Clearly uncontrolled intraspecific killing or maiming in even the                             make a basic distinction between displays of aggressivefeeling or
 most primitive agricglturalist settlementscould be self-destructive                           rntent and the actual infliction of violence. But how are we to deal
 as a result of depleting the available manpower for production of                             with the case of violence in self-defense     against an act of violent
 food and necessities        and for communal defense.               Also, on the eugeni-      aggression?Surely there is an important sensein the discourseof
 cists' own assumptions,          unrestrained intraspecific violence would                    politics, law, and diplomacy, in which the term "aggressor" is re-
 "program" the breeding clf the fiercesthumans and hence ultimately                            servedfor he who strikes the first blow. Her-rce, the context of
 endanger the survival <-rf speciesthrough fratricidal strife.
                                  the                                                          collectivehuman violence,Erich Fromm's conceprof benign aggres-
    It is becauseLorenz beliel'esthat intraspecific human aggression                           sione appears to be a contradiction in terms. A victim of aggression
 has "gone wild" and becomea danger to man's survival that he lays                             may respond by a display of aggressionor by counrerarrack,       but such
 great stresson the need to <.hannt'laggressioninto what william                               aggressionis hardly benign in its intentions or. its possible effects
 ju*.r termed "moral eqr.rivaletlts u'ar." As human aggression
                                                     lor                                       tl pon the opponenr . M uch inst incr ivistand psychopat hological    dis-
                                                                                               cttssionof violence is seriously skewed by its neglect of acts of pure
 demands an outlet, it must be relcasedor exprcssedin adventure,
                                                                                               self-clefensc,  u'hich may indeed have an instinctual basis lfor: ex-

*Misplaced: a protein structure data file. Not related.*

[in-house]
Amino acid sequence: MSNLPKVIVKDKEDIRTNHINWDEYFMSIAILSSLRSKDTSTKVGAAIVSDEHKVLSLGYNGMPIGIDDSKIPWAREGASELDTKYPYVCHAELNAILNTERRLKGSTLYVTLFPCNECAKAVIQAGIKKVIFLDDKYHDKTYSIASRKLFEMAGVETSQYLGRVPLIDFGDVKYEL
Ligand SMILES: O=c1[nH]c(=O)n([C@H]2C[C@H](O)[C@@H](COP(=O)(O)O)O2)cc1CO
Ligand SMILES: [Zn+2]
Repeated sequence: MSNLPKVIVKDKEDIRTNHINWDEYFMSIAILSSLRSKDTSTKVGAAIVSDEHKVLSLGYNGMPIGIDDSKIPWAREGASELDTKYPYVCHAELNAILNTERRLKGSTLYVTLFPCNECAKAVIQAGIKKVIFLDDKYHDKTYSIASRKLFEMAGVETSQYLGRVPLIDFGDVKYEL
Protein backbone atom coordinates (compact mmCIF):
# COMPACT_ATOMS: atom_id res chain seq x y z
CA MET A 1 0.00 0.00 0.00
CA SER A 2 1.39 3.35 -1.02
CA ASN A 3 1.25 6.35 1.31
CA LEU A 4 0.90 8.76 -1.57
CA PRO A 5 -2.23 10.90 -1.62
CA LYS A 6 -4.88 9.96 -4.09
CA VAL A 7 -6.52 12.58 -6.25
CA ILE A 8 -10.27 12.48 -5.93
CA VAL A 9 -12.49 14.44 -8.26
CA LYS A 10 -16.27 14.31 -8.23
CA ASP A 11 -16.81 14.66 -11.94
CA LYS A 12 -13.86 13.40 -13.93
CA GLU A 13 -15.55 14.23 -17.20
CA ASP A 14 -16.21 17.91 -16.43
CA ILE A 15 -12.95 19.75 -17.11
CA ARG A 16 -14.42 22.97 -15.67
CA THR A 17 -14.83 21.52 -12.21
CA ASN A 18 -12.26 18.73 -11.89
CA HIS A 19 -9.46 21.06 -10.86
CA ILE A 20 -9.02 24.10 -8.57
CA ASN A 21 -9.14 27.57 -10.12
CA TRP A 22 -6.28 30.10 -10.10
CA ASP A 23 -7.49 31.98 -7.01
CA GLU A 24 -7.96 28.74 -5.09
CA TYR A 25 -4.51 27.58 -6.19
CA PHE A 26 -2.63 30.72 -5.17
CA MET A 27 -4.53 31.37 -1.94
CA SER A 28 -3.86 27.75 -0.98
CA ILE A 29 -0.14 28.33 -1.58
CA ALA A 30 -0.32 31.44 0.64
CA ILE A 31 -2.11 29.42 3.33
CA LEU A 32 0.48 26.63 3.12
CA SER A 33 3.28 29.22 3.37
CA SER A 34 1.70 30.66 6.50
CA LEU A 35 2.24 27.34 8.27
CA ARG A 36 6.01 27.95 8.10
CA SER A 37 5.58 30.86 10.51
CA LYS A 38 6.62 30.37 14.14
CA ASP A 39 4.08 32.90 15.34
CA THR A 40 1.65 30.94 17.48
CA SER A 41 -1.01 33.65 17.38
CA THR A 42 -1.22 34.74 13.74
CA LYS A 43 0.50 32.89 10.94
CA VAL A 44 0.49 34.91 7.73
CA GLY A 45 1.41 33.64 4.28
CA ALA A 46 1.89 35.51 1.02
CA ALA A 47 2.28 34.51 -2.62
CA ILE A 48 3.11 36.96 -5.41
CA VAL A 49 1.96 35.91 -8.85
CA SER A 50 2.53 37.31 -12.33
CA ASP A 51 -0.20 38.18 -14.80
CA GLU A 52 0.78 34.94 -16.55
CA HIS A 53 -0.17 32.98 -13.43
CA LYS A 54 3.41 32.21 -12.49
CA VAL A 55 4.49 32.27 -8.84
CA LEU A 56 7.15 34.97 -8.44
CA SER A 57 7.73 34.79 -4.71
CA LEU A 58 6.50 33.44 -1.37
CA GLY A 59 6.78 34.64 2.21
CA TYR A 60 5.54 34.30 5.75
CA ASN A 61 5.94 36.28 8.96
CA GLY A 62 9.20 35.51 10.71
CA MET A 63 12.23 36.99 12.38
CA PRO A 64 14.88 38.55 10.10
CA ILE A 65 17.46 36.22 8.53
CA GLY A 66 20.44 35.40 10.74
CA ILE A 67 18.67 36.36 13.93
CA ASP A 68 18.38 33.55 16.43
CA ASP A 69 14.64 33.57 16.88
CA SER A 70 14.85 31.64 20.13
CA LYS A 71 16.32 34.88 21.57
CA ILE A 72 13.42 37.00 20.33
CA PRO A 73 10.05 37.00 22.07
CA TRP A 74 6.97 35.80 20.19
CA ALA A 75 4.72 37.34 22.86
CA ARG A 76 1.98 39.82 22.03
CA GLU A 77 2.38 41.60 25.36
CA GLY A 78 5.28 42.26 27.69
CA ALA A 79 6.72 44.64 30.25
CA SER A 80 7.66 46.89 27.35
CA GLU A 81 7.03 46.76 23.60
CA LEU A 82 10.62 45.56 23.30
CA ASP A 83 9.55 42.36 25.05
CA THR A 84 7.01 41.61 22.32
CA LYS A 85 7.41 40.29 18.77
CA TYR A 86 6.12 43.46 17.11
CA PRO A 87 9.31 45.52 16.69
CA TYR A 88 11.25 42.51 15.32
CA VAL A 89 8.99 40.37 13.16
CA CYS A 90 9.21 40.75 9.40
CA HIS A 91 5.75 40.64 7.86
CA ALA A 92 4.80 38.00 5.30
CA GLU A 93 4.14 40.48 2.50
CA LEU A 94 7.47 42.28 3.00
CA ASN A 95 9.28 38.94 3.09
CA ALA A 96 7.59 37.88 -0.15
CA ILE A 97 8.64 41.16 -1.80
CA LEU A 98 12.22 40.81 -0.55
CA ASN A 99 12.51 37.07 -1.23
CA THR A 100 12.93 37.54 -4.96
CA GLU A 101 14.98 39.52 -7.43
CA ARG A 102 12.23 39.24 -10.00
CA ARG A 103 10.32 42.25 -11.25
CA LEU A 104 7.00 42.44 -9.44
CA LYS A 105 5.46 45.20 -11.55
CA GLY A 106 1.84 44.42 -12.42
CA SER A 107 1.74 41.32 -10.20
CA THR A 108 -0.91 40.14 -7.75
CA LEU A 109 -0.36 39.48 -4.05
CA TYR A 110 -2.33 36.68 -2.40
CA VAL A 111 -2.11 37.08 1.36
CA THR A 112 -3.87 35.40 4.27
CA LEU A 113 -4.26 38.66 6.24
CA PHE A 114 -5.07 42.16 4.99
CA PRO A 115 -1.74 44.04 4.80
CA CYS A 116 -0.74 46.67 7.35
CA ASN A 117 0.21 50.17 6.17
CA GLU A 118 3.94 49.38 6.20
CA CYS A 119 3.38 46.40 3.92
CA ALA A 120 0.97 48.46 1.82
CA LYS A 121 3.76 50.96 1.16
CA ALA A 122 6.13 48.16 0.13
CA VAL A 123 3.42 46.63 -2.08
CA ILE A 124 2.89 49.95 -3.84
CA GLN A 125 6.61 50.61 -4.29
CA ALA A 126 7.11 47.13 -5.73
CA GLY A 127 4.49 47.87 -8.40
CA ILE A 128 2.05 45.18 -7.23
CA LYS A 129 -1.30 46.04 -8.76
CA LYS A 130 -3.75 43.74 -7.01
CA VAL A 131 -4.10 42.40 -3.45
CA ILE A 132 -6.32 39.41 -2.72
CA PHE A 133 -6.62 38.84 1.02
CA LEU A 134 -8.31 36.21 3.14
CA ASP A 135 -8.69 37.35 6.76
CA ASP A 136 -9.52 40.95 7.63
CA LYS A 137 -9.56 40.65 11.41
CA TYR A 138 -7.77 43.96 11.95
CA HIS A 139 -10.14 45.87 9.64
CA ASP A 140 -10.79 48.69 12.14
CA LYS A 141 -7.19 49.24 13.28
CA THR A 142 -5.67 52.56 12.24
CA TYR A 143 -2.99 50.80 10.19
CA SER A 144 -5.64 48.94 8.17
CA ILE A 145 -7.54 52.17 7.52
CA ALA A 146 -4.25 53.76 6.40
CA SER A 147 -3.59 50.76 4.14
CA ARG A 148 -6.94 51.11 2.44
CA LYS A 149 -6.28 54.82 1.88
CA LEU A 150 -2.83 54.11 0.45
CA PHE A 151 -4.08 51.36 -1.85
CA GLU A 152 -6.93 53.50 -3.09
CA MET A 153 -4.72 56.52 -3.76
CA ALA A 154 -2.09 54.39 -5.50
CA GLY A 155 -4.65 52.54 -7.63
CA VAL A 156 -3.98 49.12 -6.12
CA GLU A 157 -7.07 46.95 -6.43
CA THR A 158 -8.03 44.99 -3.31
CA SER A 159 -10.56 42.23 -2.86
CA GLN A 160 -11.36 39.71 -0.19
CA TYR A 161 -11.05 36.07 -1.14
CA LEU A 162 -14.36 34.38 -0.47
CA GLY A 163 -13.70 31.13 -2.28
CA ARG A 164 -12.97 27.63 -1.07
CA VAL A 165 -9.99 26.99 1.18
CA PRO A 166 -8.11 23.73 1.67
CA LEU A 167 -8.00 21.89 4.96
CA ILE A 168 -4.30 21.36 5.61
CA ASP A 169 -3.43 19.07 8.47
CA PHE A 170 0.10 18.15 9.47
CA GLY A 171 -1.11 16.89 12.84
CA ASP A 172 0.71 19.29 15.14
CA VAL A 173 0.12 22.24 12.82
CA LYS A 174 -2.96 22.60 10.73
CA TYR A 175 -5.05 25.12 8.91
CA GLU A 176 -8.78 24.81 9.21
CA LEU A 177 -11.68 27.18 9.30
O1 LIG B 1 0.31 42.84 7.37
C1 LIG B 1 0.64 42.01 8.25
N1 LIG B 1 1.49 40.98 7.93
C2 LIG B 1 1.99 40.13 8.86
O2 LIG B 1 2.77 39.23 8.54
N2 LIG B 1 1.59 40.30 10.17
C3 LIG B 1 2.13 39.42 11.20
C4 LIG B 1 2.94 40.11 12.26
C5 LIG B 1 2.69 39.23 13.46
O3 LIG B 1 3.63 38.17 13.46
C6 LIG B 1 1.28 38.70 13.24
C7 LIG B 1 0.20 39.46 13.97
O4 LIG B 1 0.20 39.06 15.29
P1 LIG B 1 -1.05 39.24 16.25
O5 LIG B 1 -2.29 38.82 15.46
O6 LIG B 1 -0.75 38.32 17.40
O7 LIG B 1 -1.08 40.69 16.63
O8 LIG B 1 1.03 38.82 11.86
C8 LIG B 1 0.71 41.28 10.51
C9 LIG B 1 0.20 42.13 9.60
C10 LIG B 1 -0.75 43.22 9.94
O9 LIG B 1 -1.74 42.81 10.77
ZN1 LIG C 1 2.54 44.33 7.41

sport, or conresrs9r divclted ilto ritlalizecl clr symbolic aggresston,
                                                                                               ample, the use of one's limbs or a convenient objecr ro ward off an
 whi< : h will n o t h a rn r o r < l i s l u p t th c s p er:i es. espi tefrequent refcr-
                                  of aggressitlr.t       occurrins in a1it.nll behayior,       attacker's blows) and rvhich it rvould be parently absurd ro term
 en(es to the ritualizatitttr                                                                  "aggressive.
 Lorepz [ipcls pt> rcassurittgt'videnr:ethat it will prgvide a s11lrttiolr                                   "
,0                                                                       Paul 11/ilkinson          S6cialScientific Theory and Ch'il l/iolence                              ,1

     Fromm is surely right to draw attention to the instinctivists' failure                        Turnbullr? to show that many tribal communities (such as the
r o dis r ingui s h b e rw e e na g g re s s i o nc o rn mi tted i n the course o[ i n-            Arapesh of New Guinea, the Lepochas of Sikkim, and the Zuni
dividual, family, or communal protection, or for the purposes of                                   Indians of the southwest United States) have establishedentirely
defeating rivals or gaining territory, from purely destructiveacts of                              ocacef and cooperativemodesof life in which intraspecificviolence
violence lacking any apparent il)strumental motivation' Fromm                                      is altlost unknown. There is no anthropological evidenceto support
designatesthis form of purely destructivehuman violetlce "malig-                                   the Hobbesian and instinctivist assumption that for man the stateof
nant aggression" and, in his fascinating clinical casestudies of the                               nature must inevitably be the state of war.
psychopathology of sadismand necrophilia,t0he makesan extremely                                       Ardrey's theory that human conflict stemsmainly from an instinct
convincing case that promiscuous acts of cruelty and sadism have                                   to acquire and hold territory is also falsified by the sociological
their roots not in instinct but in personality disorders.                                          evidence.NIan is an intensely gregarious creature and does not ap-